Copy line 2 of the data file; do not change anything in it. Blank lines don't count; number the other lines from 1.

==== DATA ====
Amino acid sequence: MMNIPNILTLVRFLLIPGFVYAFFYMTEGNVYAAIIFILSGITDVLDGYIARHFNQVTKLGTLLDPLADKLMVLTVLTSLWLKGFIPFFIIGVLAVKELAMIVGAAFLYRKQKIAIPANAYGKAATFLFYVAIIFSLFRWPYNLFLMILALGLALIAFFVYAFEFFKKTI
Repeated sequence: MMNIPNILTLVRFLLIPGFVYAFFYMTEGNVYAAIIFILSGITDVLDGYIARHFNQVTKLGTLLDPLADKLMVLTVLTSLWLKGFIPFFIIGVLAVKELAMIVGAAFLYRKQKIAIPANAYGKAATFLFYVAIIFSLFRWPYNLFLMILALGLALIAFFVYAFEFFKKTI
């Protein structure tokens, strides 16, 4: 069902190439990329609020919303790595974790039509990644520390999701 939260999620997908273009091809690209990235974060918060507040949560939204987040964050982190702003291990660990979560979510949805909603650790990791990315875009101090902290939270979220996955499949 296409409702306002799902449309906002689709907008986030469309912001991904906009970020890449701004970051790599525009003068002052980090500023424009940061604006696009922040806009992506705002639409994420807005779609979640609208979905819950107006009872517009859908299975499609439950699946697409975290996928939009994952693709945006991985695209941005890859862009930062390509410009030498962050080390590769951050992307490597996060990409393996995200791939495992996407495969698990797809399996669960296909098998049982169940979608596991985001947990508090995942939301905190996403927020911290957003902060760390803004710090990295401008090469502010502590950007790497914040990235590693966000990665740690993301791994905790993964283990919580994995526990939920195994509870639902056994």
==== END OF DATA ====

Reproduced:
Repeated sequence: MMNIPNILTLVRFLLIPGFVYAFFYMTEGNVYAAIIFILSGITDVLDGYIARHFNQVTKLGTLLDPLADKLMVLTVLTSLWLKGFIPFFIIGVLAVKELAMIVGAAFLYRKQKIAIPANAYGKAATFLFYVAIIFSLFRWPYNLFLMILALGLALIAFFVYAFEFFKKTI